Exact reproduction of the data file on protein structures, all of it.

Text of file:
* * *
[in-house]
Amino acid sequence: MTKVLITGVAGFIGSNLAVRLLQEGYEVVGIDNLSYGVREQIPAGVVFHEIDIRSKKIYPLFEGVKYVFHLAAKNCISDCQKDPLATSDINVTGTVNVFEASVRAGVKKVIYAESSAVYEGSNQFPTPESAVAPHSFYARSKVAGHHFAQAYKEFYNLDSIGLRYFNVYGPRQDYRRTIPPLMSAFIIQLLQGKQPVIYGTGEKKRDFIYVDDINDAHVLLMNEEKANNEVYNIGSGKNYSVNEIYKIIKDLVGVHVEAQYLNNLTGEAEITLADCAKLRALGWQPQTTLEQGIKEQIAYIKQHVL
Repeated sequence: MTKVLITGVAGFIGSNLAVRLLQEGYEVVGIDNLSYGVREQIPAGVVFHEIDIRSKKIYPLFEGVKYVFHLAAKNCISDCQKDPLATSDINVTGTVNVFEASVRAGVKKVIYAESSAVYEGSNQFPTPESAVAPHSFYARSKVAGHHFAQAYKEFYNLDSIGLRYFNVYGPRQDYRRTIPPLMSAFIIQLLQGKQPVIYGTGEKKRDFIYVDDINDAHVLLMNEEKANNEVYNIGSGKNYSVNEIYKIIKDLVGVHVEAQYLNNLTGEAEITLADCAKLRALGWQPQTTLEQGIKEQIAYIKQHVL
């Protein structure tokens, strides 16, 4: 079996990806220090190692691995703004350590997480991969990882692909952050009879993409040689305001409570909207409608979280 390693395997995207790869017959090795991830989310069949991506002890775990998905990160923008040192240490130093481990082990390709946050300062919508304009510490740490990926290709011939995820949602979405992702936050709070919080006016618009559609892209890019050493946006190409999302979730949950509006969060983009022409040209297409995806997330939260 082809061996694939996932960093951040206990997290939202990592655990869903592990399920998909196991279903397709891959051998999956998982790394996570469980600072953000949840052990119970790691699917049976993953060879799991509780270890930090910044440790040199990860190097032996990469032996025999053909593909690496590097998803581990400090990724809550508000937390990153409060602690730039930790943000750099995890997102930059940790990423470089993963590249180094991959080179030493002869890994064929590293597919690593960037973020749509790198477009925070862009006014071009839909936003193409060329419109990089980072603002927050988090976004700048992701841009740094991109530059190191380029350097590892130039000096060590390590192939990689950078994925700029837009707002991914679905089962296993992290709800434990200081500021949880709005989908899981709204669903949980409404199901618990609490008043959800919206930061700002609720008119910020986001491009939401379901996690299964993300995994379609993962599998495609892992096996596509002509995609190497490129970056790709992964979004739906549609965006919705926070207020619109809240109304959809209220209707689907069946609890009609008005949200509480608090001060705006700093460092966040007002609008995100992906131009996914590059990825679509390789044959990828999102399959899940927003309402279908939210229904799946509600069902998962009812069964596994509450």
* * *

[in-house]
Amino acid sequence: MTKVLITGVAGFIGSNLAVRLLQEGYEVVGIDNLSYGVREQIPAGVVFHEIDIRSKKIYPLFEGVKYVFHLAAKNCISDCQKDPLATSDINVTGTVNVFEASVRAGVKKVIYAESSAVYEGSNQFPTPESAVAPHSFYARSKVAGHHFAQAYKEFYNLDSIGLRYFNVYGPRQDYRRTIPPLMSAFIIQLLQGKQPVIYGTGEKKRDFIYVDDINDAHVLLMNEEKANNEVYNIGSGKNYSVNEIYKIIKDLVGVHVEAQYLNNLTGEAEITLADCAKLRALGWQPQTTLEQGIKEQIAYIKQHVL
Repeated sequence: MTKVLITGVAGFIGSNLAVRLLQEGYEVVGIDNLSYGVREQIPAGVVFHEIDIRSKKIYPLFEGVKYVFHLAAKNCISDCQKDPLATSDINVTGTVNVFEASVRAGVKKVIYAESSAVYEGSNQFPTPESAVAPHSFYARSKVAGHHFAQAYKEFYNLDSIGLRYFNVYGPRQDYRRTIPPLMSAFIIQLLQGKQPVIYGTGEKKRDFIYVDDINDAHVLLMNEEKANNEVYNIGSGKNYSVNEIYKIIKDLVGVHVEAQYLNNLTGEAEITLADCAKLRALGWQPQTTLEQGIKEQIAYIKQHVL
């Protein structure tokens, strides 16, 4: 079996990806220090190692691995703004350590997480991969990882692909952050009879993409040689305001409570909207409608979280 390693395997995207790869017959090795991830989310069949991506002890775990998905990160923008040192240490130093481990082990390709946050300062919508304009510490740490990926290709011939995820949602979405992702936050709070919080006016618009559609892209890019050493946006190409999302979730949950509006969060983009022409040209297409995806997330939260 082809061996694939996932960093951040206990997290939202990592655990869903592990399920998909196991279903397709891959051998999956998982790394996570469980600072953000949840052990119970790691699917049976993953060879799991509780270890930090910044440790040199990860190097032996990469032996025999053909593909690496590097998803581990400090990724809550508000937390990153409060602690730039930790943000750099995890997102930059940790990423470089993963590249180094991959080179030493002869890994064929590293597919690593960037973020749509790198477009925070862009006014071009839909936003193409060329419109990089980072603002927050988090976004700048992701841009740094991109530059190191380029350097590892130039000096060590390590192939990689950078994925700029837009707002991914679905089962296993992290709800434990200081500021949880709005989908899981709204669903949980409404199901618990609490008043959800919206930061700002609720008119910020986001491009939401379901996690299964993300995994379609993962599998495609892992096996596509002509995609190497490129970056790709992964979004739906549609965006919705926070207020619109809240109304959809209220209707689907069946609890009609008005949200509480608090001060705006700093460092966040007002609008995100992906131009996914590059990825679509390789044959990828999102399959899940927003309402279908939210229904799946509600069902998962009812069964596994509450």